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John James Audubon ( 1785 - 1851 )  Category ( Artists ) [suggest a correction]
 

John James AudubonWhen looking at a print of birds, the name Audubon almost automatically springs to mind. John James Audubon was one of the most prolific and significant naturalists and artists of nature in history. Not only did he sketch and paint birds and other animals, as well as landscapes, he was also a highly regarded naturalist and ornithologist. It is largely thanks to his efforts that there exists such a thorough record of American wildlife.

Audubon was born in Haiti to parents with troubled pasts. His father was an illegitimate son of a French naval officer and his mistress, who was a Spanish Creole. His mother died when he was very young, and after a violent slave rebellion in 1788, his father was compelled to sell his sugar plantation and other properties in Haiti. The three-year-old Audubon went with his father on his return to France. Audubon was raised in France but returned to North America when he was eighteen. His love of birds was practically a calling, and began in his early childhood. "I feel an intimacy with them...bordering on frenzy must accompany my steps through life," he once remarked. Despite his father's military background, the senior Audubon was delighted with his son's interest in nature and encouraged the development of his artistic and naturalist skills. However, this only happened after his father tried sending him to military school, which was a dismal failure.

Audubon's arrival in America was not a longing to return to his roots. Due to the timing of the Napoleonic Wars and Audubon's coming of age for military service, his father arranged for a fake passport and the son was sent to live in the United States, where he spent time with Quakers, even picking up their quaint style of English. During this time he was able to explore, walk, discover, document, and draw all that he saw in the rural Pennsylvania setting. Key to his philosophy, he paid strict attention to capturing precise and accurate detail, something not generally practiced in most art of the eighteenth and nineteenth centuries. In addition to recording his findings in a visual format, Audubon kept careful records of his observations of bird behavior, eventually learning taxidermy, scientific methods of research, and creating his own nature museum.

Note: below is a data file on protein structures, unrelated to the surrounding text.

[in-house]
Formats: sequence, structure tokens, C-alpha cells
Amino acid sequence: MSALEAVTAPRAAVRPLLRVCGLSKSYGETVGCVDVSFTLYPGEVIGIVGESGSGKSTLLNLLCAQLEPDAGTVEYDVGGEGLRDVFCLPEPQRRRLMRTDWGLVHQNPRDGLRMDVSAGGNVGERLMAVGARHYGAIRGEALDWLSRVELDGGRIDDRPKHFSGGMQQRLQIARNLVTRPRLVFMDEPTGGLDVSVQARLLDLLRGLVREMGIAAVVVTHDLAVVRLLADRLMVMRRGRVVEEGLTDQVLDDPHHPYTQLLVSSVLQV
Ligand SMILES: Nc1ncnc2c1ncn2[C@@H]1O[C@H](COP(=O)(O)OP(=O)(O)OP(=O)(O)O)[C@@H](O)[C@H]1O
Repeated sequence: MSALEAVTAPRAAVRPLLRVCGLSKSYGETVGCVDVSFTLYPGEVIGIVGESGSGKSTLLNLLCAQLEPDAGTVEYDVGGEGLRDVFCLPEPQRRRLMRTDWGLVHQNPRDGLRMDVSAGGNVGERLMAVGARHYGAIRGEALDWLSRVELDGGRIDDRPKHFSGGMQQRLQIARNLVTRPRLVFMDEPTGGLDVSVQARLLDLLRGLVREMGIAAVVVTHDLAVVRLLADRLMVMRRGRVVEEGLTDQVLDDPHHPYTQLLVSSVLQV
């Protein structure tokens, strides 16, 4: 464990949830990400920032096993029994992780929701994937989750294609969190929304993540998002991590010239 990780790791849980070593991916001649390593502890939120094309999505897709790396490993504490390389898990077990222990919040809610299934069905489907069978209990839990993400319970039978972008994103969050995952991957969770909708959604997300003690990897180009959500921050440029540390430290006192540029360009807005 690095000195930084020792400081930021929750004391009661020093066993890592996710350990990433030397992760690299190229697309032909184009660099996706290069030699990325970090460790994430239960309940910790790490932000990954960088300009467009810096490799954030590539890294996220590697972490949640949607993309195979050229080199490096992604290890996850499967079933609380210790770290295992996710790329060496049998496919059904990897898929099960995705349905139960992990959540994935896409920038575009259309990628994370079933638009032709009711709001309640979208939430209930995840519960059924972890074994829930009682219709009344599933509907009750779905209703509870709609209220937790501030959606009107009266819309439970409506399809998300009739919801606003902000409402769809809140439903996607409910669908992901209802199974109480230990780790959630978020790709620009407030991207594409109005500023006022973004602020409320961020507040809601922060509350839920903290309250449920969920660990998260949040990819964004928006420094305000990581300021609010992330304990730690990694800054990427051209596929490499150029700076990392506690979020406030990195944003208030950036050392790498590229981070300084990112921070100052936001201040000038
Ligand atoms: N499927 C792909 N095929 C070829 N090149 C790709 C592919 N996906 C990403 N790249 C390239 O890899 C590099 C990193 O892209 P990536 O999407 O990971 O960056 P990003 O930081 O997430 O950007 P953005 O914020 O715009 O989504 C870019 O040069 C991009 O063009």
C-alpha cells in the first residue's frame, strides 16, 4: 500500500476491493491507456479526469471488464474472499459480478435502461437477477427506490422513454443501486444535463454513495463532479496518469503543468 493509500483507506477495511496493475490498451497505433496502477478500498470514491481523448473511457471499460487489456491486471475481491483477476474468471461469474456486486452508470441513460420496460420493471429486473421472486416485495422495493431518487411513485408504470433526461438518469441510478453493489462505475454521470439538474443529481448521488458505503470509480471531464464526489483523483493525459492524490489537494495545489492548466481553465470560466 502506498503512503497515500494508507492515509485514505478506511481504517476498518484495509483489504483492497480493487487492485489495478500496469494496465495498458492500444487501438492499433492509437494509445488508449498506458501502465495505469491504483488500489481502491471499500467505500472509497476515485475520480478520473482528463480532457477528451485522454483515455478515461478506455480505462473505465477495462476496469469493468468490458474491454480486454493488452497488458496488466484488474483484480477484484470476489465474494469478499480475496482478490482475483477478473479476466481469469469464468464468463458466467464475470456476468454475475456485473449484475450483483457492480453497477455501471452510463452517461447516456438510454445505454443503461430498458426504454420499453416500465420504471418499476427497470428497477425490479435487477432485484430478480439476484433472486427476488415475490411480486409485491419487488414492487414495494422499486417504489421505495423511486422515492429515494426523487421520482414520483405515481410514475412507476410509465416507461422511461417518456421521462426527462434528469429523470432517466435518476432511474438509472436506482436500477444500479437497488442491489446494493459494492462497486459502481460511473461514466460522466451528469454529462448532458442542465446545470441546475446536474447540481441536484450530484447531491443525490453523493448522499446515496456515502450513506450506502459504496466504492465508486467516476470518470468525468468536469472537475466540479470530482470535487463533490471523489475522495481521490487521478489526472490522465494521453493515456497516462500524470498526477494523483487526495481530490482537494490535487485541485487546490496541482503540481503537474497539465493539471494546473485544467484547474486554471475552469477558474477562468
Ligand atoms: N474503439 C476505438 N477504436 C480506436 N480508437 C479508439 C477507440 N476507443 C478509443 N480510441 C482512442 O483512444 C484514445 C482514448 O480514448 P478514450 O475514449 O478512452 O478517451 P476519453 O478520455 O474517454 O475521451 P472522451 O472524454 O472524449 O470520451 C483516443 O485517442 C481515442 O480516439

This type of museum was very popular during the nineteenth century when, thanks to the theories of Charles Darwin and other naturalists, many people became more interested in the natural world. He also continued to travel around the country, eventually settling in Kentucky, where he married and opened a general store. He frequently had to turn to hunting in order to feed his family, but he continued to pursue his naturalist studies and painting. He and his wife had four children, two of whom, both sons, survived to adulthood. One of his sons, John W. Audubon, became a naturalist like his father.

In 1824, after more expeditions into the Louisiana territory and Florida (all the while making money along the way by selling charcoal sketches to locals or bartering), he began to seek a publisher for his research and art. For quite a while his efforts were in vain. Fortunately, his wife was understanding of his need for financial support and she became the primary breadwinner, working as a teacher. He finally took the advice of a prominent painter and traveled to Europe to have his drawings and paintings made into prints. This would allow for his work to become widely disseminated, and prints of engravings were affordable to most people. The venture was successful, and finally Audubon was receiving credit, accolades, and money for his work. He continued to paint and sketch, traveling locally, regionally, and even across the country. He planned another trip West but began to suffer health problems and died in 1851.


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